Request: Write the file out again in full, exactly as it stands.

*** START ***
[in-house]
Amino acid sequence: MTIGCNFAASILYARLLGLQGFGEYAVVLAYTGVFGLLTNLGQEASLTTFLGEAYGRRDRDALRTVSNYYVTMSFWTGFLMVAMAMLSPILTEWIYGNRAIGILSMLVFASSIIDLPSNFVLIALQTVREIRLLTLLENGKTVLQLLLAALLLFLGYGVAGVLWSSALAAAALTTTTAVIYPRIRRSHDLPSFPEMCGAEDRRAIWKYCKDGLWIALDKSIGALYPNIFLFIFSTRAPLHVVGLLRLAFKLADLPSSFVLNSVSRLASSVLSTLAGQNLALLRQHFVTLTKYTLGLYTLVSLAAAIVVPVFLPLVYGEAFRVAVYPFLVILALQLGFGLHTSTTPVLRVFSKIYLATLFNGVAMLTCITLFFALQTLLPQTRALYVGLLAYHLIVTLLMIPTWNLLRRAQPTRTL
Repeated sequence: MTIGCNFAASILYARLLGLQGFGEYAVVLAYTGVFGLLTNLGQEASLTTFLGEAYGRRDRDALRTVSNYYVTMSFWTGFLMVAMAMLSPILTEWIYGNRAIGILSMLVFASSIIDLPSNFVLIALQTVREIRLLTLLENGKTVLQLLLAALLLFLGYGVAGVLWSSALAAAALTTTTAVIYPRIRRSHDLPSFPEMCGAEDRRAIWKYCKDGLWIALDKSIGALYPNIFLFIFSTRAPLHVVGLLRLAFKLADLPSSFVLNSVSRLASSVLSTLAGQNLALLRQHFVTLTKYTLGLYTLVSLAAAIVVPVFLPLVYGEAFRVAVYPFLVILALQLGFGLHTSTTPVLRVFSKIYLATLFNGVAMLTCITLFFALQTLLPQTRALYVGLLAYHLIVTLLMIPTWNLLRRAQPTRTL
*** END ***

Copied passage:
[in-house]
Amino acid sequence: MTIGCNFAASILYARLLGLQGFGEYAVVLAYTGVFGLLTNLGQEASLTTFLGEAYGRRDRDALRTVSNYYVTMSFWTGFLMVAMAMLSPILTEWIYGNRAIGILSMLVFASSIIDLPSNFVLIALQTVREIRLLTLLENGKTVLQLLLAALLLFLGYGVAGVLWSSALAAAALTTTTAVIYPRIRRSHDLPSFPEMCGAEDRRAIWKYCKDGLWIALDKSIGALYPNIFLFIFSTRAPLHVVGLLRLAFKLADLPSSFVLNSVSRLASSVLSTLAGQNLALLRQHFVTLTKYTLGLYTLVSLAAAIVVPVFLPLVYGEAFRVAVYPFLVILALQLGFGLHTSTTPVLRVFSKIYLATLFNGVAMLTCITLFFALQTLLPQTRALYVGLLAYHLIVTLLMIPTWNLLRRAQPTRTL
Repeated sequence: MTIGCNFAASILYARLLGLQGFGEYAVVLAYTGVFGLLTNLGQEASLTTFLGEAYGRRDRDALRTVSNYYVTMSFWTGFLMVAMAMLSPILTEWIYGNRAIGILSMLVFASSIIDLPSNFVLIALQTVREIRLLTLLENGKTVLQLLLAALLLFLGYGVAGVLWSSALAAAALTTTTAVIYPRIRRSHDLPSFPEMCGAEDRRAIWKYCKDGLWIALDKSIGALYPNIFLFIFSTRAPLHVVGLLRLAFKLADLPSSFVLNSVSRLASSVLSTLAGQNLALLRQHFVTLTKYTLGLYTLVSLAAAIVVPVFLPLVYGEAFRVAVYPFLVILALQLGFGLHTSTTPVLRVFSKIYLATLFNGVAMLTCITLFFALQTLLPQTRALYVGLLAYHLIVTLLMIPTWNLLRRAQPTRTL